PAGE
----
This post is part of the MyShingle Solos summer series which will run between June 17 and July 3, 2014.
As promised in my last guest blog post, I will delve into the world of continuing legal education credits (CLEs). In my opinion, these credits are the varied state bar associations’ last attempt to ensure that law school never ends! Just like law school, you come to a CLE with pen and pad in hand. And just like law school—this education is gonna cost you! The fee for a CLE averages around $50 per hour. Multiply that rate by the average annual requirement of 12 CLE hours, and $600 is the grand total on top of the other mandated fees for the “privilege to practice law.”
But my tale of woe does not apply to all of my colleagues. To my surprise, I just learned that all states do not require CLE! Hawaii, Michigan and Massachusetts are among the states that do not. While several other states, such as California and North Dakota, have 25 and 45 hours of CLE requirements that must be earned over 2 and 3 years, respectively. To learn more about each state’s CLE requirements, you can visit this site.
My state of licensure is Tennessee; and the state’s CLE requirement is a national average at 12 hours annually plus 3 hours of ethics as well. At $50 per hour, my CLE expense could easily surpass $750. So, what’s a solo to do? For me, the challenge was on! Could I meet my self-imposed annual budget of $100 for CLEs? I’m sure you can guess how this story ends. So, I won’t spoil the ending when I announce….yes, I can and I did. Here’s how:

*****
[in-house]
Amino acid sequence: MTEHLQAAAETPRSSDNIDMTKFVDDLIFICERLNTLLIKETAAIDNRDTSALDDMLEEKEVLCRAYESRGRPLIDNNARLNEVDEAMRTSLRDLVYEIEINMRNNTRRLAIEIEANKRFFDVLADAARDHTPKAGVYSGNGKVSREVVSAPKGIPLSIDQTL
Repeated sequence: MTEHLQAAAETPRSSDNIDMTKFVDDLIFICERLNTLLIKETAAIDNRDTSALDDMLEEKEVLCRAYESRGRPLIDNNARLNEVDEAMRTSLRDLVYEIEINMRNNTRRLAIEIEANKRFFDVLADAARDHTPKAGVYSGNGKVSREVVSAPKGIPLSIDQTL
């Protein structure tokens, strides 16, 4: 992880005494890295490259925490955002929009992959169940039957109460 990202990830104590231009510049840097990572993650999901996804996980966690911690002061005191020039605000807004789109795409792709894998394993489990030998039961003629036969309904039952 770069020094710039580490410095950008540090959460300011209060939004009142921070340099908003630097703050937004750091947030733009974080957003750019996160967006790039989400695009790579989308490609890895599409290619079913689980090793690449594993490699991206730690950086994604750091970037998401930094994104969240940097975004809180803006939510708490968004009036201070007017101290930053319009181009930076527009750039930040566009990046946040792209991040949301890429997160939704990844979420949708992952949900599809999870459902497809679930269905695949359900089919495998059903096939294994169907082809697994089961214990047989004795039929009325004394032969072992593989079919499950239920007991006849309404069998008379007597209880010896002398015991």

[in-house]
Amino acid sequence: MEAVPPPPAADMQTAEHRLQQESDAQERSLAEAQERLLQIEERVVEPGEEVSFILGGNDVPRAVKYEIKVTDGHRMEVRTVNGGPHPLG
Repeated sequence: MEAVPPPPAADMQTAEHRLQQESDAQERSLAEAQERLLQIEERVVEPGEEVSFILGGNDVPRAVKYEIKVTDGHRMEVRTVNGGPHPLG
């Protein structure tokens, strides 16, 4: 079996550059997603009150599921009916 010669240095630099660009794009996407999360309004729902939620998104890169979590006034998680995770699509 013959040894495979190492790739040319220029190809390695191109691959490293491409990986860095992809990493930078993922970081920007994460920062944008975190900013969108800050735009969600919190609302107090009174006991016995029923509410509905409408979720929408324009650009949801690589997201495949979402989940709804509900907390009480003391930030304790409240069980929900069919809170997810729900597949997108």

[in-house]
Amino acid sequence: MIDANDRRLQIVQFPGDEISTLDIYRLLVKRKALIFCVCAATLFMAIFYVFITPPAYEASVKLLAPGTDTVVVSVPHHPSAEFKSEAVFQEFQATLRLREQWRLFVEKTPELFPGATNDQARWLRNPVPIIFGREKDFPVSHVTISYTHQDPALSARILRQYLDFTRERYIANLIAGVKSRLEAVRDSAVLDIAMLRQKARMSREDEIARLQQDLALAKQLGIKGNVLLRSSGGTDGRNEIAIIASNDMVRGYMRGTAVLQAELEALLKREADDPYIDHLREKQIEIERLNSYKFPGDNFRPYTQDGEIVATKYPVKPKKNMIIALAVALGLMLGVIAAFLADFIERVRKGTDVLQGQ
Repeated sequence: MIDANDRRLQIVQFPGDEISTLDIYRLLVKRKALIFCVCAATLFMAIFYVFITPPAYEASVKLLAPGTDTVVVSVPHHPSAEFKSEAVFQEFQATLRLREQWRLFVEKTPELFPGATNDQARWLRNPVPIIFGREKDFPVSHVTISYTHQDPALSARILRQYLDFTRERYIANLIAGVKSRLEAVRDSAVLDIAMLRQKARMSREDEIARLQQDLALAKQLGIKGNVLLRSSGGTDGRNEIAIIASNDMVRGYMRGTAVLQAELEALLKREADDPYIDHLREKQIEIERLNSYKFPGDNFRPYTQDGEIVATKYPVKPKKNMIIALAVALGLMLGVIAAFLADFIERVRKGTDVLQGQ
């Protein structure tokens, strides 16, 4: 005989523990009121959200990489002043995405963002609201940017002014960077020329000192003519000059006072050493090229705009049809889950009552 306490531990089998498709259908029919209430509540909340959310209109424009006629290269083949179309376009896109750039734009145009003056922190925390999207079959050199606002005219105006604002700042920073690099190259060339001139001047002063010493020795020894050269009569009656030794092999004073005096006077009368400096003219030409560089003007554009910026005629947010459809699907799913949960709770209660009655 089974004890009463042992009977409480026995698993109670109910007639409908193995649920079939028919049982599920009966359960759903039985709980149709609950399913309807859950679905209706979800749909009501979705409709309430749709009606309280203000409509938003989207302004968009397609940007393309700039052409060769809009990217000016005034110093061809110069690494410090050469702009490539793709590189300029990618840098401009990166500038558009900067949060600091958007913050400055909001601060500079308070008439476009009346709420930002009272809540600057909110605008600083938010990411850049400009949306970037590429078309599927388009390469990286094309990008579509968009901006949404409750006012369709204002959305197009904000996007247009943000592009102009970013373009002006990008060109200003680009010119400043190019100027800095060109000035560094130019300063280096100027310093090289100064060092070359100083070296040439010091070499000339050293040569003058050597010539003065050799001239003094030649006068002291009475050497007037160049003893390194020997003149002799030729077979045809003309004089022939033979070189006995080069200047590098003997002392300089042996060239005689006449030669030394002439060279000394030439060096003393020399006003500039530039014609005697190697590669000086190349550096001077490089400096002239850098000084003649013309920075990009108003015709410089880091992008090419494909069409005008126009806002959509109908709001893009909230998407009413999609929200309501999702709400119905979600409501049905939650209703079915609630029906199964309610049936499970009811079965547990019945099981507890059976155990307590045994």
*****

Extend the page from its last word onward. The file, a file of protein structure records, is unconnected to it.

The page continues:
- Pro Bono Work
Without delving into all the math, just know that pro bono hours are converted into CLE credit. Granted, the conversion is not to your benefit considering the large amount of pro bono hours needed to get just one credit hour. Still, I earned 16.50 hours of CLE credit in 2013. Actually, I can stop writing right now because the challenge was won right here! That, my friends, is what I call true “quid pro quo.”
- Mock Trial
For the last 3 years, I have served as a judge for a college mock trial competition. Not only have I enjoyed the experience and the refresher in evidence, I have earned CLE for a modest fee. For only $10 per hour (which included lunch), my 2 hour time investment garnered me CLE for only $20.
- Practising Law Institute (PLI)
In Tennessee up to 8 hours of CLE can be earned online, and I take advantage of that option. PLI offers a wide variety of CLE subjects including a pro bono curriculum of over 50 subjects. I earned 7 CLE credits in immigration law, veterans benefits law and courtroom skills—all for the unbelievable price of nothing.
Lastly, you just have to keep your eyes and ears open to find great CLE opportunities like the following:
- Local legal aid society offered free CLE for its volunteer attorneys; and I earned 2.75 hours.
- Nontraditional CLE provider—the child support office—held a 6 hour CLE seminar for only $25!
- As a mentor and judge for the local youth court program, I received 2 hours CLE.
- I organized a visit from an attorney at the United States Trademark and Patent Office for our local bar and sat on the attorney panel during the Q&A for 2 hours CLE.
And for those who are counting…for categories 2 through 4…the grand total in 2013 was $45 for 21.75 hours of CLE. And that means that I had CLE credits to carryover in the next reporting year. For 2014, I don’t have to register for any CLE classes. But you know what…I already have because who can resist when the price tag is this low. Take your own challenge, and let me know how you do!
Attorney Pamela Williams Kelly is the owner of The Law Offices of Pamela Williams Kelly in Memphis, Tennessee. She practices in the areas of family, immigration, veterans and entertainment/fashion law. Kelly is also an avid reader (including the small print), which is how she finds so many CLE opportunities. She can be reached at firstname.lastname@example.org or follow her on Twitter: @pwkellyattorney.